Purchasing Investment Property

Written by Lori Covington
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Purchasing investment property is a course of action many people consider when the stock market is soft and other financial investments have let them down. There are several strong reasons for purchasing investment property: the strongest may be the emotional security gained from investing in something tangible. Money and stocks can lose value on any given day. Real estate, being less liquid, is also less susceptible to momentary glitches in the stock market.

When you are purchasing investment property, you are making a commitment to a fairly long-term investment. Unlike stocks, you cannot dump real estate in a single day and try something new tomorrow. Unlike stocks, which will appreciate and depreciate regardless of your notice, real estate needs regular attention.

Maintenance, pest control, building codes, and tenancy issues all take time and money. You may hire a property manager to take care of problems as they arise, or you may do the work yourself, but either way, purchasing investment property also requires an ongoing commitment. When landlords ignore their responsibilities, tenants vote with their feet, resulting in high vacancy rates and losses in income and salability.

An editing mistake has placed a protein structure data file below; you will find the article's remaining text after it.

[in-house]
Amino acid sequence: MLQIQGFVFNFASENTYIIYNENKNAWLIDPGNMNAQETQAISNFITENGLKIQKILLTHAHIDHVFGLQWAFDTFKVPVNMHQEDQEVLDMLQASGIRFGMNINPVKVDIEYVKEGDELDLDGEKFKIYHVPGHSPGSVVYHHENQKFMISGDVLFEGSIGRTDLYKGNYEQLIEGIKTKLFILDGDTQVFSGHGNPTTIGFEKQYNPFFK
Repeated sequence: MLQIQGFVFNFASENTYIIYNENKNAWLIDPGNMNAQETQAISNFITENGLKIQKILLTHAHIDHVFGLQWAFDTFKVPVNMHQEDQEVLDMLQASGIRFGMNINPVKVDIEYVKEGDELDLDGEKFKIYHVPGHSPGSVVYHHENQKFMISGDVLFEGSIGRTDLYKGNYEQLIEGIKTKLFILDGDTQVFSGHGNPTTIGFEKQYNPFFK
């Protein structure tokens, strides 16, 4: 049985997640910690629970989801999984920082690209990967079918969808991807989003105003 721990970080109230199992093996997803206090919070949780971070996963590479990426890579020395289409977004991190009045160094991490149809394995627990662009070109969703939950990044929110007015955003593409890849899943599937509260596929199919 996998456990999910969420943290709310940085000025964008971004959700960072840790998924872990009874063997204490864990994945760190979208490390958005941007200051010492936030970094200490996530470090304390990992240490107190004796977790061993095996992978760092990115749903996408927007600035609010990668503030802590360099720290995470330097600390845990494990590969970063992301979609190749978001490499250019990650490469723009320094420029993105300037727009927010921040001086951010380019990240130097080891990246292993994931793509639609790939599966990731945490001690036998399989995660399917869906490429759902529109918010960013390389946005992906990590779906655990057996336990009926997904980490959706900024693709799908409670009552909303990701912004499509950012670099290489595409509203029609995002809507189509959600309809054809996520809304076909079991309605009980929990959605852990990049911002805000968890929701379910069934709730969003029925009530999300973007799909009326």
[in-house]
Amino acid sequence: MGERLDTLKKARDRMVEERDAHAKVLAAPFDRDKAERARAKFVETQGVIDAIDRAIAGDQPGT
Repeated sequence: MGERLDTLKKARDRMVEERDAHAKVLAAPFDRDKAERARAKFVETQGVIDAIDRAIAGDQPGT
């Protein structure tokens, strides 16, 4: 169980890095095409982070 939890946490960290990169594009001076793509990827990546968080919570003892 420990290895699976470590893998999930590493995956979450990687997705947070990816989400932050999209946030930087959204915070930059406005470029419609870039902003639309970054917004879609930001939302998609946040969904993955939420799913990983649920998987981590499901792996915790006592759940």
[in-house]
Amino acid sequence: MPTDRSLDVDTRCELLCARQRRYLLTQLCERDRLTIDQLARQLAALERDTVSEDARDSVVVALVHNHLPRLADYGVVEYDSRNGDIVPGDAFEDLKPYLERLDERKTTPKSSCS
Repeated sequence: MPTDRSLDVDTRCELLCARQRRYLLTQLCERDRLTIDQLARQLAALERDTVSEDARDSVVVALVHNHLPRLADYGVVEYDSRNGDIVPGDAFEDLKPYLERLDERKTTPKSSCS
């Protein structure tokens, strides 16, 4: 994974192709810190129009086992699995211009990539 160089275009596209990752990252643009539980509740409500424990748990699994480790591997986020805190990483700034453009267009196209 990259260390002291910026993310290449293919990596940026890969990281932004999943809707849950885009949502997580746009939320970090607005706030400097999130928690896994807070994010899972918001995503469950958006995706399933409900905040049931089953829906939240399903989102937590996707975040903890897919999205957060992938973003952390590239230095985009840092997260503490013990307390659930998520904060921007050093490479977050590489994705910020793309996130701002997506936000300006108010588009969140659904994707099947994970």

Purchasing Investment Property Makes Dollars and Sense

Many people prefer purchasing property to buying stocks for the benefits of having control over their investment. Stocks tend to be a passive investment. The market rises and falls and the investor's only choice is to sell or stay. With real estate, you can upgrade your investment at will with remodeling, painting, or landscaping. Income arrives monthly as rent rather than annually (or not at all), giving you more flexibility in financial arrangements. Finally, property can be used as security for loans, bolstering the argument that real estate's lack of liquidity is made up for by its inherent strength as a real asset.


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